"The Coffee Party"--that "non-partisan alternative to the Tea Party" that the media was promoting for one or two weeks last year--is back in the news again (per Politico) because of a revealing and humorous conflict it got into with another liberal group using its name. 

A Texas group called itself "Coffee Party Progressives" and founder Annabel Park didn't want her Coffee Party--being a non-ideological liberal group--to be associated with a liberal group.  Nothing has come of the dispute, but it does highlight the irrelevance of some liberal grassroots groups that hide behind "non-partisan" labels and end up being non-influential.

The liberals (progressives, I should say?) who start these organizations live in their own bubbles--Annabel Park working as a theater director, documentary film-maker (about an "'Arizona style' immigration crackdown") and volunteer for Democrats Jim Webb in 2006 and Barack Obama in 2008.  They think Republicans must all be gun-toting, paranoids - of the kind described at NPR fundraising dinners.

They feel their ideas are objectively better, and scientifically-so, and that there cannot even be any reasonable debate.  So all reasonable "non-partisan" people, of course, must support their ideas--nevermind what hundreds of polls about the healthcare bill say, or the results of the 2010 elections.

Case in point: the Coffee Party's response to the Politico post.  Written by Coffee Party leader Eric Byler - who also pitched in with Jim Webb and Barack Obama's campaigns - the Coffee Party's response says that it supports "fact-based" solutions and that:

To do this we need to look for answers, not in the "center" because this too cedes power to those who define the polar extremes, but by transcending partisanship and committing to being truth-seekers rather than scoring points in the falsely dualistic and divisive game we call partisan politics.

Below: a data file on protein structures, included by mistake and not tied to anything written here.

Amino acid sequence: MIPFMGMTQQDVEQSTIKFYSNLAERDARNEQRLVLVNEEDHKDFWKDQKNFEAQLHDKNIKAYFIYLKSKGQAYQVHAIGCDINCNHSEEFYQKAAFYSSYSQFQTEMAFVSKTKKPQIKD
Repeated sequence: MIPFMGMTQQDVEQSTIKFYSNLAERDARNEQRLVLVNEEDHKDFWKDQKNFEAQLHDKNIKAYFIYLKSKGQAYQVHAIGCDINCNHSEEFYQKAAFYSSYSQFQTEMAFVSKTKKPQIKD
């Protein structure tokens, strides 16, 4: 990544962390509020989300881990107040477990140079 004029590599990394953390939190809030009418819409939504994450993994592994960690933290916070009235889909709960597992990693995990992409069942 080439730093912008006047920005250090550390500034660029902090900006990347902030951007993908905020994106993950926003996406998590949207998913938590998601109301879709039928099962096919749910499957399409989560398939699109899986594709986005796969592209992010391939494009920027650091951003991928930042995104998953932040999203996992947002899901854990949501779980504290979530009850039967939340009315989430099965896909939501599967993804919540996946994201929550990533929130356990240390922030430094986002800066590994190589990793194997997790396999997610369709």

In other words, the center is too far to the center for the Coffee Party, and not far enough to the left. 

Using phrases like "falsely dualistic" and attacking the partisans who are only interested in scoring points, and such nonesense, will surely make this writer and director of an Independent Spirt Award-nominated film, Charlotte Sometimes, think he sounds like an intellectual who is too advanced for traditional labels of political identification, but it won't change the fact that he himself admitted he identifies as a "progressive," and that his group is currently running a Surviver Trickle Down economics campaign and a Tax Day Tea Party countermessage initiative.

More importantly, a non-partisan group opposed to "the falsely dualistic and divisive game we call partisan politics" won't motivate union members to leave their taxpayer-funded job and break into the state capitol and spray graffiti on the walls of banks.  It's a telling sign that on Byler's blog post listing 10 signs of February being "the tipping point in America's great uprising," number three is the Wisconsin protests.  Indeed, before the Wisconsin protests, the left had nothing to remotely rival the Tea Party movement, meaning that the Coffee Party completely and epically failed at their objectives.